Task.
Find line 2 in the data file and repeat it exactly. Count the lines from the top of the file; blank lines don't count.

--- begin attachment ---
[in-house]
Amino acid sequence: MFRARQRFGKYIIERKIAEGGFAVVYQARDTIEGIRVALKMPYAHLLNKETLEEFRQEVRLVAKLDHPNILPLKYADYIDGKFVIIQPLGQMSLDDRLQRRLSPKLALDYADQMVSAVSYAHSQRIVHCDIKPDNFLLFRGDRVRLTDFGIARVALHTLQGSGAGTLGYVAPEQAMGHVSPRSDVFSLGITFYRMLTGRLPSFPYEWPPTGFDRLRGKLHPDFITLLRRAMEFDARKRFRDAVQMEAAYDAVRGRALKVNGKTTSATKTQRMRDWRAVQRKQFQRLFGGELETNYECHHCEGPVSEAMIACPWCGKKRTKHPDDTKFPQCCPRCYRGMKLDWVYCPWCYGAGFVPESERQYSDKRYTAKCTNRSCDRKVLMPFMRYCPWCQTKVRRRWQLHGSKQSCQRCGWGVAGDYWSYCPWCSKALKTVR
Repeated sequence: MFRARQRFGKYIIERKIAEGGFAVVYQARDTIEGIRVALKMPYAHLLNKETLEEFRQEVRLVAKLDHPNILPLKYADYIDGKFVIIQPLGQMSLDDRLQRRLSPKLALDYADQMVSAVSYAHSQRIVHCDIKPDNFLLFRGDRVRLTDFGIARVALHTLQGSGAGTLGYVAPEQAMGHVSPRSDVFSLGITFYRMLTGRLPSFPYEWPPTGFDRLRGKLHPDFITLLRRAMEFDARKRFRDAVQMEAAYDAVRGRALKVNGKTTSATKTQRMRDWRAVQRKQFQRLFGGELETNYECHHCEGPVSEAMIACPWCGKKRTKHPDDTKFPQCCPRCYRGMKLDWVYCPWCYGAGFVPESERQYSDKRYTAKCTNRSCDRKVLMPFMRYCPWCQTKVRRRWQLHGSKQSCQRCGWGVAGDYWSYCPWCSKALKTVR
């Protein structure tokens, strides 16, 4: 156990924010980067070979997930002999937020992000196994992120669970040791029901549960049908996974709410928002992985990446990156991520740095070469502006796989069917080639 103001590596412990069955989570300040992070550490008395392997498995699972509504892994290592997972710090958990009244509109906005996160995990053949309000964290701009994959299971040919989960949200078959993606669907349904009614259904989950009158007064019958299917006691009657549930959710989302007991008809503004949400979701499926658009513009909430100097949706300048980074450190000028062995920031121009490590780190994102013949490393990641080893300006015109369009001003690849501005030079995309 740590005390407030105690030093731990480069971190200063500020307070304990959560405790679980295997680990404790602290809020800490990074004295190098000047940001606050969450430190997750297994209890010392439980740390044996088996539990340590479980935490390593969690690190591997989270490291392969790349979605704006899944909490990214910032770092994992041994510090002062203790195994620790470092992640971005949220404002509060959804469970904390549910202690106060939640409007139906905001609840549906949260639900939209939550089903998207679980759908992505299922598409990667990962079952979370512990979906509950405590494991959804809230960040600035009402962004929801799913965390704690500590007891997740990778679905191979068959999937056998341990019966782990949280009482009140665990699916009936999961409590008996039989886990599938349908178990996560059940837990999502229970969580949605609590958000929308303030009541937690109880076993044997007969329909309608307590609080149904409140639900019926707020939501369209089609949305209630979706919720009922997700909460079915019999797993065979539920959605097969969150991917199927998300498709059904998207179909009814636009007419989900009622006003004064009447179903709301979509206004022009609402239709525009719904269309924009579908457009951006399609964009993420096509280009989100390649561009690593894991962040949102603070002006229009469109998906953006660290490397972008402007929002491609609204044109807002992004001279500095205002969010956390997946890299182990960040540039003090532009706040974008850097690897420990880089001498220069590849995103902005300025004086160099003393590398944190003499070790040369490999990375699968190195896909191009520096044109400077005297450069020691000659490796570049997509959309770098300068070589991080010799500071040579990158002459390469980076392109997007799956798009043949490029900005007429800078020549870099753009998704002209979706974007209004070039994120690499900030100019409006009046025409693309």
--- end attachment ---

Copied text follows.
Amino acid sequence: MFRARQRFGKYIIERKIAEGGFAVVYQARDTIEGIRVALKMPYAHLLNKETLEEFRQEVRLVAKLDHPNILPLKYADYIDGKFVIIQPLGQMSLDDRLQRRLSPKLALDYADQMVSAVSYAHSQRIVHCDIKPDNFLLFRGDRVRLTDFGIARVALHTLQGSGAGTLGYVAPEQAMGHVSPRSDVFSLGITFYRMLTGRLPSFPYEWPPTGFDRLRGKLHPDFITLLRRAMEFDARKRFRDAVQMEAAYDAVRGRALKVNGKTTSATKTQRMRDWRAVQRKQFQRLFGGELETNYECHHCEGPVSEAMIACPWCGKKRTKHPDDTKFPQCCPRCYRGMKLDWVYCPWCYGAGFVPESERQYSDKRYTAKCTNRSCDRKVLMPFMRYCPWCQTKVRRRWQLHGSKQSCQRCGWGVAGDYWSYCPWCSKALKTVR